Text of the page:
My Medical Practice Laboratory: Immunochemistry Analyzers
We have talked about acquiring hematology analyzers and chemistry analyzers; now on to the subject of immunochemistry analyzers. Immunochemistry analyzers analyze substances using technology sensitive enough to measure very small quantities accurately. They do this using a technology which involves antigen and antibody reactions rather than the usual chemistry methods—ergo the name “immunochemistry”.
What does an immunochemistry analyzer measure?
The substances most frequently measured by immunochemistry methods in a physician office lab are:
- hormones (e.g. TSH and quantitative HCG)
- tumor markers (such as PSA and CA 125)
While substances measured by ordinary chemistry methods are reported in mg/dl or μg/dl, the hormones and markers measured by immunochemistry methods can be reported in quantities as low as ng/ml or pg/ml—magnitudes smaller volumes than routine chemistry measurements.
The antigen-antibody reaction methods of immunochemistry enable sensitivity and specificity great enough to allow accurate results in these very small volumes. Although there are a few examples of chemistry analyzers that incorporate a module to do immunochemistry testing, most chemistry analyzers cannot achieve the sensitivity and specificity needed for measuring in these very low ranges so a separate analyzer is required.
Why have an immunochemistry analyzer?
The primary reason, of course, would be that having the results it can produce benefits the provider in care of the patient. Without meeting medical necessity, no analyzer is justifiable in the POL, but there are few medical specialties that don’t utilize thyroid testing at some level—TSH is a widely run test—or order PSA on their male patients yearly. Vitamin D seems to be the “test de jour” lately, so there is a real push to add that testing capability to existing labs. An added bonus is that the immunochemistry tests reimburse (if medical necessity requirements are met) at a high level, so they are a source of added revenue to the practice. TSH reimburses close to $25/test and Vitamin D at $43/test on the Medicare Fee Schedule.
What do immunochemistry analyzers cost?
There are many varieties of immunochemistry analyzers available, including several benchtop models, and two popular and easy to operate small analyzers that would fit in a practice having only one or two providers. There are reagent rental agreements with some analyzers that allow for the analyzer to be placed in the lab if reagents and supplies are purchased at a committed volume without ever leasing or purchasing the analyzer itself. Prices for purchase or lease start at about $18K and go on up to 6 figures. The smaller analyzers are simple and easy enough to use that formal laboratory training is not needed, so they lend themselves well to Physician Office Laboratory (POL) applications.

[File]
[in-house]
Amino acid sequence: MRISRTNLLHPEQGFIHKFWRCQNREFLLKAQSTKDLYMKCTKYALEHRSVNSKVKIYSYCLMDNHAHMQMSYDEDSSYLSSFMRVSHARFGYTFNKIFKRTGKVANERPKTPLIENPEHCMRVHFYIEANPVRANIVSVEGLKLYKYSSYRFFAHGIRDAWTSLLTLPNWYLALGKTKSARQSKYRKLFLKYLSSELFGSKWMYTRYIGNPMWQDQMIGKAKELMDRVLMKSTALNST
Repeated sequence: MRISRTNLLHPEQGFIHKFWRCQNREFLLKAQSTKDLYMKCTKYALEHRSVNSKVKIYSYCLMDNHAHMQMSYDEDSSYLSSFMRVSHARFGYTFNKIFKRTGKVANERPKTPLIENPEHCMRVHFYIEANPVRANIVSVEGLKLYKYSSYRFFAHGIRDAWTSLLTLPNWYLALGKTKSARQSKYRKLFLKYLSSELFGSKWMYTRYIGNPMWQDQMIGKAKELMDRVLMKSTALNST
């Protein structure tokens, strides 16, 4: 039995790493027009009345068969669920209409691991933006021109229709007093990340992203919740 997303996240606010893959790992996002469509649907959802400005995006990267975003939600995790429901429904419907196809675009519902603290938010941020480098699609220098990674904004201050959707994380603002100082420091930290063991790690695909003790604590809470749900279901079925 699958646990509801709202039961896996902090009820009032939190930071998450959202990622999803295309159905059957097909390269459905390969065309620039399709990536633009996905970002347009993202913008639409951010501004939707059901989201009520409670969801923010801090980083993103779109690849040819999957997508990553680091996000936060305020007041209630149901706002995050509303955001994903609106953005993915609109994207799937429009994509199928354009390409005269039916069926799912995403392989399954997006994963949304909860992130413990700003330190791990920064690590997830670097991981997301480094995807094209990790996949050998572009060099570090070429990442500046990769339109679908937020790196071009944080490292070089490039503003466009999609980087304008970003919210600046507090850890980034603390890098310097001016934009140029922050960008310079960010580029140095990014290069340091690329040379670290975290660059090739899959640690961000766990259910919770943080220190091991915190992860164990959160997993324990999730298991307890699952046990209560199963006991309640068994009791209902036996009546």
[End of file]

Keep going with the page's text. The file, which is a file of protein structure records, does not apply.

Do all medical practices need a laboratory?
Having an in-office laboratory is frequently a desirable plan for a medical practice. Patient satisfaction is increased when they patients have “one-stop shopping” and don’t have to go somewhere else for their lab tests. Providers like the ability to get STAT results when they are needed and while the patient is still in the office. Being able to control both the sample and the testing, when done properly, increases the reliability of the test results.
Most POLs start with hematology testing (see my article here) —it is a very helpful adjunct to patient care and almost always generates a positive margin. Once the need for hematology has been established, the next step is usually to evaluate the need for in-house chemistry testing (see my article here). Chemistry testing doesn’t produce the same percentage of positive margin that hematology does, though, so the addition of immunochemistry testing should be considered along with routine chemistry testing. It does produce revenue sufficient to help support the laboratory when the profit from chemistry testing is limited.
As with the purchase/lease of any other capital item, a careful pro forma should be done before making a commitment to obtain any analyzer. It is critical that a practice have reliable test counts before doing the pro forma. Once that information is obtained, the instrument sales rep can develop a proposal for any instrument under consideration that includes both reagent and consumables costs in addition to the cost of the instrument itself. While reagent rental agreements allow for the addition of instruments that might not otherwise be available to a small practice, be wary of them. Understand that the price being paid per test usually includes the cost of the instrument and service spread out over the reagent volume commitment, but at the end of the term of the agreement, no ownership of the instrument exists, so never renew a reagent rental agreement without having the cost/test structure in the agreement revised to reflect that the instrument cost has already been covered.
Consultant Elizabeth “Libby” Knollmeyer, B.S., MT (ASCP) has over 40 years experience in the laboratory industry and has set up many laboratories! She specializes in financial, operational management and compliance issues for both hospital and physician office laboratories. Libby has a wide variety of experience with her areas of special expertise including financial review and management, Quality Management protocols, outreach development, compliance and regulatory assistance, lab design and up fitting, lab remodeling, and market research for IVD manufacturers. She works independently and with large consulting groups to provide interim management for hospitals, and serves as adviser to lab equipment and supply distributors. She consults (and enjoys traveling) throughout the US and internationally. She can be reached at (336) 288-5823 or at email@example.com.